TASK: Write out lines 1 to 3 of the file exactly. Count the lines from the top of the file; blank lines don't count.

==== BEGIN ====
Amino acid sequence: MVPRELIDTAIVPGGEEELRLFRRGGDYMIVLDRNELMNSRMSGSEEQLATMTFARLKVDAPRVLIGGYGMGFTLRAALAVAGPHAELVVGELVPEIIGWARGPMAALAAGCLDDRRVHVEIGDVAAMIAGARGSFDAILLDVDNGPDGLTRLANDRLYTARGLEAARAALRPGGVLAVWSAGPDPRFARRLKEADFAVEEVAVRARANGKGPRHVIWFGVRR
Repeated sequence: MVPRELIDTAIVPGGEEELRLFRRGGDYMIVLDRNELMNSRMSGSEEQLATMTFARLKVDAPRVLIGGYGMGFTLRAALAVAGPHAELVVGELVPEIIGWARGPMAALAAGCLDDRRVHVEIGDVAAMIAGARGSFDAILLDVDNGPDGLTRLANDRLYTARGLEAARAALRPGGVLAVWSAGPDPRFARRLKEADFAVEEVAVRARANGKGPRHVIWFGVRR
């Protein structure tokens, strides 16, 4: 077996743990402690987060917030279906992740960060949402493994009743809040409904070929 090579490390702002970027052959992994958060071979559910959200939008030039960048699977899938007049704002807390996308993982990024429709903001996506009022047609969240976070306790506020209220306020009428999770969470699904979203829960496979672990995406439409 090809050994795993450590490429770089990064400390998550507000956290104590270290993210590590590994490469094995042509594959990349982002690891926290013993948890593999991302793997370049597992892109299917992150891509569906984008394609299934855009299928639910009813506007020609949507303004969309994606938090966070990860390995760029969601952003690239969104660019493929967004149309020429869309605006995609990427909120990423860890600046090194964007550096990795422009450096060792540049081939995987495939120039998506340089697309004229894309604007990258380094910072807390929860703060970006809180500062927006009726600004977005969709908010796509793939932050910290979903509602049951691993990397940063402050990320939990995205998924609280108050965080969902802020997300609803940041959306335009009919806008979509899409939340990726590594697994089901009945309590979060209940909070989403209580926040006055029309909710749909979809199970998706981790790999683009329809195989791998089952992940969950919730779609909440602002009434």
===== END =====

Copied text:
Amino acid sequence: MVPRELIDTAIVPGGEEELRLFRRGGDYMIVLDRNELMNSRMSGSEEQLATMTFARLKVDAPRVLIGGYGMGFTLRAALAVAGPHAELVVGELVPEIIGWARGPMAALAAGCLDDRRVHVEIGDVAAMIAGARGSFDAILLDVDNGPDGLTRLANDRLYTARGLEAARAALRPGGVLAVWSAGPDPRFARRLKEADFAVEEVAVRARANGKGPRHVIWFGVRR
Repeated sequence: MVPRELIDTAIVPGGEEELRLFRRGGDYMIVLDRNELMNSRMSGSEEQLATMTFARLKVDAPRVLIGGYGMGFTLRAALAVAGPHAELVVGELVPEIIGWARGPMAALAAGCLDDRRVHVEIGDVAAMIAGARGSFDAILLDVDNGPDGLTRLANDRLYTARGLEAARAALRPGGVLAVWSAGPDPRFARRLKEADFAVEEVAVRARANGKGPRHVIWFGVRR
């Protein structure tokens, strides 16, 4: 077996743990402690987060917030279906992740960060949402493994009743809040409904070929 090579490390702002970027052959992994958060071979559910959200939008030039960048699977899938007049704002807390996308993982990024429709903001996506009022047609969240976070306790506020209220306020009428999770969470699904979203829960496979672990995406439409 090809050994795993450590490429770089990064400390998550507000956290104590270290993210590590590994490469094995042509594959990349982002690891926290013993948890593999991302793997370049597992892109299917992150891509569906984008394609299934855009299928639910009813506007020609949507303004969309994606938090966070990860390995760029969601952003690239969104660019493929967004149309020429869309605006995609990427909120990423860890600046090194964007550096990795422009450096060792540049081939995987495939120039998506340089697309004229894309604007990258380094910072807390929860703060970006809180500062927006009726600004977005969709908010796509793939932050910290979903509602049951691993990397940063402050990320939990995205998924609280108050965080969902802020997300609803940041959306335009009919806008979509899409939340990726590594697994089901009945309590979060209940909070989403209580926040006055029309909710749909979809199970998706981790790999683009329809195989791998089952992940969950919730779609909440602002009434």